When Your Child Bites, Can’t fall asleep, or Hurts Others or You

When your child:
BITES CAN’T FALL ASLEEP HURTS YOU OR OTHERS
It may mean your child:
Is still trying to put everything in his mouth (toddler). Does not feel sleepy. Is too young to understand.
Is teething and needs objects or harder foods to chew on (toddler). Feels afraid. Is inexperienced, angry or troubled.
Is using biting instead of words to communicate (toddler). Does not feel comfortable.
Does not understand that biting hurts (toddler). Wants attention.
Feels frustrated and has not developed other, more positive coping skills (pre-schooler). Is interested in other things.
So do not:
Bite your child back. Completely darken the room. Get angry, punish or hurt your child.
Encourage another child to bite your child. Reward or bribe your child.
Threaten your child.
Make your child feel badly by shaming, ignoring or withdrawing your love.
Make your child bite soap. Scold or punish your child.
Put your child to bed as punishment.
Tie or restrain your child.
You might try:
Providing close supervision of the biter and being ready to step in to protect other children. Avoiding over-stimulation near bed time. Attending to the hurt child first and involving the child who did the hurting in the comforting.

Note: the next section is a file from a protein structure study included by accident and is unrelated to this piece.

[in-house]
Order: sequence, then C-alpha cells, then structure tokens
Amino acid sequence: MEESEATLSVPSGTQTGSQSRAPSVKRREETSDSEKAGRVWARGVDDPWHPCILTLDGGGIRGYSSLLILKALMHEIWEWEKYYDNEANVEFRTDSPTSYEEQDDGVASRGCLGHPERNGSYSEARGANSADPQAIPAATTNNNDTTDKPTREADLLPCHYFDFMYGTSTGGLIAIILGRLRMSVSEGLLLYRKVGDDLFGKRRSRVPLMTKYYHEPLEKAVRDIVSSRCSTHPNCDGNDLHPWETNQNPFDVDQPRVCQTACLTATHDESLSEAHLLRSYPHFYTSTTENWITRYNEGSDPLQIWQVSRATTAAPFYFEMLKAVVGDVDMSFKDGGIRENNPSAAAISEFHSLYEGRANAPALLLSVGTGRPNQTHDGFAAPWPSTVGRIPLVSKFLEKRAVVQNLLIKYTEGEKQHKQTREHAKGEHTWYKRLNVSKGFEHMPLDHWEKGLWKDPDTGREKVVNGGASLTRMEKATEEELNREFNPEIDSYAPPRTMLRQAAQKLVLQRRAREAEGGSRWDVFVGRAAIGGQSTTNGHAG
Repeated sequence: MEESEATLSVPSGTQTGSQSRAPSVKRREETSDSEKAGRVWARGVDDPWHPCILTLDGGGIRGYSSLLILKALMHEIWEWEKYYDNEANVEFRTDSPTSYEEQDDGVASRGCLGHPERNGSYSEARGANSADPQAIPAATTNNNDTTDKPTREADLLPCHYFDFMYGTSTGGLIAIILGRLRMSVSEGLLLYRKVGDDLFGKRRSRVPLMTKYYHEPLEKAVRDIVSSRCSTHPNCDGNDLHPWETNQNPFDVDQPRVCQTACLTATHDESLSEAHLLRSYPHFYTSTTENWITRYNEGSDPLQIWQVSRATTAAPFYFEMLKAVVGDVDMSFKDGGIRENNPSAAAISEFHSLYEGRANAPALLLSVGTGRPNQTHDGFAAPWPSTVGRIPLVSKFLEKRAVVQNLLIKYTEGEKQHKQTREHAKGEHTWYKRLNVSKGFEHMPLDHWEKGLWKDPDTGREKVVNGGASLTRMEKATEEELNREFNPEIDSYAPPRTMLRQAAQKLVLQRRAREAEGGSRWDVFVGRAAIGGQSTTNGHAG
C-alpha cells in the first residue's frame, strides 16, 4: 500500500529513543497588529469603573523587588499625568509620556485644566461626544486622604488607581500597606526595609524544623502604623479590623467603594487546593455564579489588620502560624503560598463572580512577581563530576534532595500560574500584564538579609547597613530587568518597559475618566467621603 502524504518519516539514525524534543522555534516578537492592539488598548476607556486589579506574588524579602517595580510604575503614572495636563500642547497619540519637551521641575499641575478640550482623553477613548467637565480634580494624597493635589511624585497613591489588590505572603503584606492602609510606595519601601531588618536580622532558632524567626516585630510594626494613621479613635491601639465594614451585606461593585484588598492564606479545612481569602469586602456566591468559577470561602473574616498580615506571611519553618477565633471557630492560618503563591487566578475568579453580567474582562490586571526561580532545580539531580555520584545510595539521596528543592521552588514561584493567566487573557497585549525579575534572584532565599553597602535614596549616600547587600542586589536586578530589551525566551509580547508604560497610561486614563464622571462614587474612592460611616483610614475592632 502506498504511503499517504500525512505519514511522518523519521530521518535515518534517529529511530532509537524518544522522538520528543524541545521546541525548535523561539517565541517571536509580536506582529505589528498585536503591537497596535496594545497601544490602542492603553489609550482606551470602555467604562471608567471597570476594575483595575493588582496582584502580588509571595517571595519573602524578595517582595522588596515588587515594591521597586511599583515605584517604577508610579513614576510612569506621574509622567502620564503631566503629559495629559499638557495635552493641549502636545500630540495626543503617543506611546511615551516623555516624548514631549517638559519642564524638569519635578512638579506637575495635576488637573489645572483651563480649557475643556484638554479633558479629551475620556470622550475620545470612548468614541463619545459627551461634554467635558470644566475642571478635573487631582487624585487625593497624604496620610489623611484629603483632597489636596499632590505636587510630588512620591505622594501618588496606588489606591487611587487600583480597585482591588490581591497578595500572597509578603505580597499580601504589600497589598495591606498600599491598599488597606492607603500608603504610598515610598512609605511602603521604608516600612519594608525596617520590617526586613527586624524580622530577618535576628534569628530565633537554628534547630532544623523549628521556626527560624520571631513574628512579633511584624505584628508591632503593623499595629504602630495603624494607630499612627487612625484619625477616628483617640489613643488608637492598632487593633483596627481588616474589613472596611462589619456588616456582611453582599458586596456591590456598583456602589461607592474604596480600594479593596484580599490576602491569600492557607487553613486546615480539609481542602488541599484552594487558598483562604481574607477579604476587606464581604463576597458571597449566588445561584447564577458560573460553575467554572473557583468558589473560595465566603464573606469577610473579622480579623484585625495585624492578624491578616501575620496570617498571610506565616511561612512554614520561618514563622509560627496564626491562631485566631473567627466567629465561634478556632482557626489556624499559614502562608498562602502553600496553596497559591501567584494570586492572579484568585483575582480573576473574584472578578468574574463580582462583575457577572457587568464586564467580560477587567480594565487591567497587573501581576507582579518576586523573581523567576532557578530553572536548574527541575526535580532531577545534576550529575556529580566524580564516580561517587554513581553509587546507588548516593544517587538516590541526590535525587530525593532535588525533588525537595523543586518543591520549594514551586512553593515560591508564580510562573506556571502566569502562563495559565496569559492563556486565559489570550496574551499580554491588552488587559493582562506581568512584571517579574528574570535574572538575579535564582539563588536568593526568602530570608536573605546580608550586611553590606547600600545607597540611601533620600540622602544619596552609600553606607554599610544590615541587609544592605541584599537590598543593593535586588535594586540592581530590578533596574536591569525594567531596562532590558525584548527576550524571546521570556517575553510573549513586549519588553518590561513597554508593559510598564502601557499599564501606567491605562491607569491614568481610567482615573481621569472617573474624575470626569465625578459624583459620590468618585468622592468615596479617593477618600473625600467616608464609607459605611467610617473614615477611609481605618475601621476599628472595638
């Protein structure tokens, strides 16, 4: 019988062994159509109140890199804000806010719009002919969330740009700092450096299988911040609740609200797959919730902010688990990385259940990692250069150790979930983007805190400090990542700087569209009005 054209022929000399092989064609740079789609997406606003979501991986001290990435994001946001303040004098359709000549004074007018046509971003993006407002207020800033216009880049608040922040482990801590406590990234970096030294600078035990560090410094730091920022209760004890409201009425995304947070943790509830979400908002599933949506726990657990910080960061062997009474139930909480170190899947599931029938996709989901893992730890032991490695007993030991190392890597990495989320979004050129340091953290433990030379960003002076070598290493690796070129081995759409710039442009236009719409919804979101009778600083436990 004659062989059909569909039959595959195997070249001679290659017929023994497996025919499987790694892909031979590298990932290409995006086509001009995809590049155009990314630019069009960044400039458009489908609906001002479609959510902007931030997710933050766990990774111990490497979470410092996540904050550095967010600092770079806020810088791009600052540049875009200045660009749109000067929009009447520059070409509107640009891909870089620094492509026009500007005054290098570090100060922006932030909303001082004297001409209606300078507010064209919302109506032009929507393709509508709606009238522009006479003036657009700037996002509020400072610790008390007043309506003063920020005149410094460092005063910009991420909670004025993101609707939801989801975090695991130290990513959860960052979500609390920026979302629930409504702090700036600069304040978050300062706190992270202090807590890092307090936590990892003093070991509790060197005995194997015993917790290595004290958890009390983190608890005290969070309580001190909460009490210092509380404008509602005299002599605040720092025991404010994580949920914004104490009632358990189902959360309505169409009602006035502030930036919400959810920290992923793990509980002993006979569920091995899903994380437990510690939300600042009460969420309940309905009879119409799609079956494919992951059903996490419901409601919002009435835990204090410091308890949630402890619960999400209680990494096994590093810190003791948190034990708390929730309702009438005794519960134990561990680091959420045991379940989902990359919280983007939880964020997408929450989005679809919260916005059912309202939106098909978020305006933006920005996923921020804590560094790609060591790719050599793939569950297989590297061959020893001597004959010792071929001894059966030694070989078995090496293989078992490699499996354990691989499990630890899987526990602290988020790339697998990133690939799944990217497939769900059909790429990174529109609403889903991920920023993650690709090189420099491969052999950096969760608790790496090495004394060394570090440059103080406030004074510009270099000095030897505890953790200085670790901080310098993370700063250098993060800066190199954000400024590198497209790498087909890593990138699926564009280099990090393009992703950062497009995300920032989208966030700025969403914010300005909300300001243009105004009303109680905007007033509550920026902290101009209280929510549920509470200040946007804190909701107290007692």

Comforting the victim first. Tell the biter that biting hurts. Involve the biter in comforting the victim by bringing a cool, wet towel to put on the bite. Reading, singing or playing with your child before bed.
Playing soft background music.
Observing when it happens, how often it happens, who is hurt and what happened before the hurting.
Providing an object to bite, such as a pillow or chewy toy. Seeing that your child’s needs are met before going to bed. Quietly separating the children.
Observing when your child bites, who the victim is, and your child’s reaction after biting. Tucking your child in bed with affection. Diverting their attention.
Helping your child to use words to cope with frustration. Allowing your child to look at books or play with quiet toys. Taking the hurting objects away, calmly and firmly.
Thinking about your time schedule, equipment, activities and guidance techniques. Are they creating or reducing stress for the children? Offering assurance that you will wake the child up (before snack, when the others wake first or whatever is important). Beginning to teach your child that hurting is not something to do.
Putting your child back to bed kindly but firmly.
Planning quiet activities for your child as he wakes up so he doesn’t just lie on the bed.

Permission to reproduce granted by Child Action, Inc.